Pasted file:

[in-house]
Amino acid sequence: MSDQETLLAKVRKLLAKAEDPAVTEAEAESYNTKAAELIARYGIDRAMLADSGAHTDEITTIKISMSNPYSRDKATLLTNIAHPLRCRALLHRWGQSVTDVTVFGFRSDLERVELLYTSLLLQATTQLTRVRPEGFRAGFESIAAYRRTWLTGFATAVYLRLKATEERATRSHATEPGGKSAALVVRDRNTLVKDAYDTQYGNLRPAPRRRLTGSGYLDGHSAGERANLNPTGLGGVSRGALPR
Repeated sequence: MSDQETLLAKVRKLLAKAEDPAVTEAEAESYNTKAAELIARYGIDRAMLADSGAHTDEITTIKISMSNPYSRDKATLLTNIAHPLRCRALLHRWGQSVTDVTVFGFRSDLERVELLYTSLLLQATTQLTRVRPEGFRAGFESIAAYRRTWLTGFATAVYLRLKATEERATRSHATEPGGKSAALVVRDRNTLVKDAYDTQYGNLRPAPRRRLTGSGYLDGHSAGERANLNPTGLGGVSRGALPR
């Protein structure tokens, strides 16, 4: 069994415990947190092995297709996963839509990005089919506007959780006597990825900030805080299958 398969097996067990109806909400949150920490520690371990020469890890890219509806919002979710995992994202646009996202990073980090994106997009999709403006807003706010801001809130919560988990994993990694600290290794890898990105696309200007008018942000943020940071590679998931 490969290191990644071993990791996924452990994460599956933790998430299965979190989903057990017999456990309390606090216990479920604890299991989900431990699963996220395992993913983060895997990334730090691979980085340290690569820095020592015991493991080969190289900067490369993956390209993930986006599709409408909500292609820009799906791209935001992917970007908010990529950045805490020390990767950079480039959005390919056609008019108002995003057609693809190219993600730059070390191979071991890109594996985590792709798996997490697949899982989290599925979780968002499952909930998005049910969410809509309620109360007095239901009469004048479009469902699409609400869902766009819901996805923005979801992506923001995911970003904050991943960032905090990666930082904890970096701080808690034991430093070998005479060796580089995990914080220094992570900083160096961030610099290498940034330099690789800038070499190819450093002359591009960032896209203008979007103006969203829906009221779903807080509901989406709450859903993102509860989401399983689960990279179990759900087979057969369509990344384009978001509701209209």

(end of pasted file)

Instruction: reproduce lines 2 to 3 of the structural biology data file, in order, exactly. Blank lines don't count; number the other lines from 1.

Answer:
Amino acid sequence: MSDQETLLAKVRKLLAKAEDPAVTEAEAESYNTKAAELIARYGIDRAMLADSGAHTDEITTIKISMSNPYSRDKATLLTNIAHPLRCRALLHRWGQSVTDVTVFGFRSDLERVELLYTSLLLQATTQLTRVRPEGFRAGFESIAAYRRTWLTGFATAVYLRLKATEERATRSHATEPGGKSAALVVRDRNTLVKDAYDTQYGNLRPAPRRRLTGSGYLDGHSAGERANLNPTGLGGVSRGALPR
Repeated sequence: MSDQETLLAKVRKLLAKAEDPAVTEAEAESYNTKAAELIARYGIDRAMLADSGAHTDEITTIKISMSNPYSRDKATLLTNIAHPLRCRALLHRWGQSVTDVTVFGFRSDLERVELLYTSLLLQATTQLTRVRPEGFRAGFESIAAYRRTWLTGFATAVYLRLKATEERATRSHATEPGGKSAALVVRDRNTLVKDAYDTQYGNLRPAPRRRLTGSGYLDGHSAGERANLNPTGLGGVSRGALPR